Pilots Needed for Study on Meteorological Weather Displays

Georgia Tech is seeking pilots to volunteer for a study examining how meteorological information displays affect pilot weather decision-making. Licensed pilots and currently enrolled student pilots who are at least 18 years of age and live in the US are eligible to participate.
As you know, adverse weather conditions in aviation can lead to delays, deviations, and even accidents. As a result, the Georgia Institute of Technology is conducting a study on how different weather display technology influences pilot decision-making.
As a participant in this study, you will be asked to complete an online demographic questionnaire regarding your flight experience, ratings, and other items. Following the demographic questionnaire, the participant pilots will be asked to evaluate various weather scenarios. The study will take roughly 1-hours to complete, and the participants will have to evaluate 30 weather situations. We hope that you will consider participating and assisting us in learning more about weather display technology. Participation will assist us in learning more about weather display technologies with the goal of improving aviation safety. The supported internet browsers are Chrome 4.0 or higher, and Firefox 4.0 or higher. In addition, JavaScript must be enabled. We recommend using a laptop or a desktop. If you work at a secure government facility, you may need to use a personal device due to security constraints.
If you would like to participate in this study, please go to the web address (URL) shown below:
For more information about this study, or to volunteer for this study, please contact:
Dr. Rick Thomas
Associate Professor
School of Psychology
Georgia Institute of Technology

So, I thought this might be interesting. For me, I didn’t last through the third scenario.

#3 I’ve just flown through a severe storm and now I must decide if a left or right flight path will keep me 20 miles from the remaining storms using a NEXRAD display only? No way am I going to be anywhere close to this area cruising at 140KTS or 460KTS, even using onboard radar!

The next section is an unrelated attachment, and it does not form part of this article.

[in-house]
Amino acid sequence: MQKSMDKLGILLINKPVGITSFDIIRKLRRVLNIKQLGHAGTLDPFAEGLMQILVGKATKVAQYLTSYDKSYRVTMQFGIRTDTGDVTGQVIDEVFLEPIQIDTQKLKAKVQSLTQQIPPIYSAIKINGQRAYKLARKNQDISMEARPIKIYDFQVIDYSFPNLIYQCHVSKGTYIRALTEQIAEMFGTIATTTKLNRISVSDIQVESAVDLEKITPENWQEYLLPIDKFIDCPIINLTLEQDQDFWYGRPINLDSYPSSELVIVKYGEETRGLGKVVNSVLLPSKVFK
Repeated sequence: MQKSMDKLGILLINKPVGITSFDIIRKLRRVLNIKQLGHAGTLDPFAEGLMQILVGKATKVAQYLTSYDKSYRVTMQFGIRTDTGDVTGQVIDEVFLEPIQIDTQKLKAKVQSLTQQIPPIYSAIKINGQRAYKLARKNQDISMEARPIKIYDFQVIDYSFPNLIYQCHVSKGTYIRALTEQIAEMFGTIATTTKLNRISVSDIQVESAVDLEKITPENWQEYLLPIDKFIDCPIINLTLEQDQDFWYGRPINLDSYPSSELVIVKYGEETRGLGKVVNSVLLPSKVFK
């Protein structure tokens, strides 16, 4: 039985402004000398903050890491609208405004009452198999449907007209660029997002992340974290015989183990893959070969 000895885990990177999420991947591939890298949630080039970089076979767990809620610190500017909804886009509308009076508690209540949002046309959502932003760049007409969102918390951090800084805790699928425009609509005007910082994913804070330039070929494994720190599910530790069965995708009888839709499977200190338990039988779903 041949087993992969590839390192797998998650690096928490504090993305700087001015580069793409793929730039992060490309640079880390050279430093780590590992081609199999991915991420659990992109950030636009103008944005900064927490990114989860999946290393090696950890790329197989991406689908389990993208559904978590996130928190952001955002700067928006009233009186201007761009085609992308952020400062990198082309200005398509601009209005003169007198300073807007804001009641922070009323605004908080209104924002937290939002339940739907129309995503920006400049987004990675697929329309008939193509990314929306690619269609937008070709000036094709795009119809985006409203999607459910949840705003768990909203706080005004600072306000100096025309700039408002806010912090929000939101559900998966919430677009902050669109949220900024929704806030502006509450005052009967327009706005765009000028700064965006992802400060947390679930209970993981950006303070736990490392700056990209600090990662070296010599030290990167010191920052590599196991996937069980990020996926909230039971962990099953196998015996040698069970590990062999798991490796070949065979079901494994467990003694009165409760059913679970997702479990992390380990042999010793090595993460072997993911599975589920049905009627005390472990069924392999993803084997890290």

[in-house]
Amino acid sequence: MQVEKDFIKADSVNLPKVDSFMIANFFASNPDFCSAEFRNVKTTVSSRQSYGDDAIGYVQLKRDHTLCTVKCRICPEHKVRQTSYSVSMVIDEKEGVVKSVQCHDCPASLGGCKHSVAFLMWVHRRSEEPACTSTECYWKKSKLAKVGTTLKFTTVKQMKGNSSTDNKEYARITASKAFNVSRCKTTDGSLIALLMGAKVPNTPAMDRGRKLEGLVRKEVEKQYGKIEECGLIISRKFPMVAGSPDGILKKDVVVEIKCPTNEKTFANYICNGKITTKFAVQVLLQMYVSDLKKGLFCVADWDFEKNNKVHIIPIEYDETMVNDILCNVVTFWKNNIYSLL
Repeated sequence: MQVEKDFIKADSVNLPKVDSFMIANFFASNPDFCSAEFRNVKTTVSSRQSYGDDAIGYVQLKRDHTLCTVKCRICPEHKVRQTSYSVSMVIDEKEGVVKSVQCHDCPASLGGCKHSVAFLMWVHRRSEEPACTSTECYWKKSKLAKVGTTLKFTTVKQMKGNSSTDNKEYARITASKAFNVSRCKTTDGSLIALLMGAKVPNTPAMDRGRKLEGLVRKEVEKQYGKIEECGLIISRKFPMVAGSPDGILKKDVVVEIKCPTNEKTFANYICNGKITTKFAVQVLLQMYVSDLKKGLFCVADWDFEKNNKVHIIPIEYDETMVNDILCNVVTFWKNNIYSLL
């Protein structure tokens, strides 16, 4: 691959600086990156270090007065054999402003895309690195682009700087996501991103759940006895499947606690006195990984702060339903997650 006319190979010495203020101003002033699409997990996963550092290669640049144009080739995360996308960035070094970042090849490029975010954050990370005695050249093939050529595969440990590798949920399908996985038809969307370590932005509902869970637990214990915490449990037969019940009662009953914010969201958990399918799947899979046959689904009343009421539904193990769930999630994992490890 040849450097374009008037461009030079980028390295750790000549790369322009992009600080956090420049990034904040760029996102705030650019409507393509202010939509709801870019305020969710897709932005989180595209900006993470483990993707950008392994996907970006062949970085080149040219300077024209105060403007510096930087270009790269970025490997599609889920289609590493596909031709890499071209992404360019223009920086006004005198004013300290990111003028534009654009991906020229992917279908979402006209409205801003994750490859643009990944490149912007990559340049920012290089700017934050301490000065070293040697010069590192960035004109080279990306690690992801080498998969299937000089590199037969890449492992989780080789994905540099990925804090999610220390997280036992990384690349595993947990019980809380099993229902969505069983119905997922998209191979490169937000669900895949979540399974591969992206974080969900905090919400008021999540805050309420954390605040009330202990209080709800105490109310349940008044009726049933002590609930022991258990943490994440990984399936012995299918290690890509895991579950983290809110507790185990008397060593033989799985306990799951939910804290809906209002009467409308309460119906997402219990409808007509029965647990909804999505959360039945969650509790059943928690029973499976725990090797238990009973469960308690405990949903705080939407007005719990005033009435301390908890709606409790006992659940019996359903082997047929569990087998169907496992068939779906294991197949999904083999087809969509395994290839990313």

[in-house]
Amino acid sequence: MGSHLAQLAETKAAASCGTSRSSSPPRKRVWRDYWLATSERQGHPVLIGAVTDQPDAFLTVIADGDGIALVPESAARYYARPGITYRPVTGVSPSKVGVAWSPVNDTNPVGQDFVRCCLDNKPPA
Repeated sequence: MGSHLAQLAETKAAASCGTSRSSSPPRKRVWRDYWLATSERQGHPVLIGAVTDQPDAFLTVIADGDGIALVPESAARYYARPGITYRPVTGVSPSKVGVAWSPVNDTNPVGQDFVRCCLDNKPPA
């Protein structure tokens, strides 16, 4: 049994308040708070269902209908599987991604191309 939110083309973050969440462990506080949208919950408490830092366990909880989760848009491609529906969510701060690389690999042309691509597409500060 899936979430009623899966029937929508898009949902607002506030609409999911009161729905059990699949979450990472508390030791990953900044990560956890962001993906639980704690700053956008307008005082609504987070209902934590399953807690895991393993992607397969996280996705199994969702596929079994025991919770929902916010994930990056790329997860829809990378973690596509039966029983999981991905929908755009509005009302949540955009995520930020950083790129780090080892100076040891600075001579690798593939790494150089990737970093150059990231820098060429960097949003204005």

Those of us who have been flying in weather for a long time know that there are many unseen dangers even 20 miles from storms. At times 10 miles may be safe. Others, 20 miles may not be enough. It takes years of experience to develop the SA required to operate safely in the vicinity of severe weather using onboard radar. I would Never use NEXRAD no matter what the refresh rate, to deviate around severe weather I can’t see!

I am interested in what you hope to do with the data though…


I quit the on the same scenario. Just didn’t make sense.

It would seem that the people that designed are not pilots. Or maybe do not have any experience or understanding of using a nexrad display. You fly around this stuff - you don’t pick your way through. If you did what their scenarios presented, you would probably die.

Pretty strange…

Odd, I did the same thing, for the same reasons. I noted an email address of the originator and sent him an email stating that I didn’t think any of the route options presented in the first three were “safe.” Agree that it looks like something designed without the input of an experienced pilot.

I completed the whole experiment just to help the researcher. But, these scenarios don’t reflect real life. If a storm with more than 50dZ reflection is on my time of departure in my flight path, I won’t even launch into it so flying through it is not a right question. I hope the research identifies the question and either starts another Randomized trial or considers such scenario as an aberration.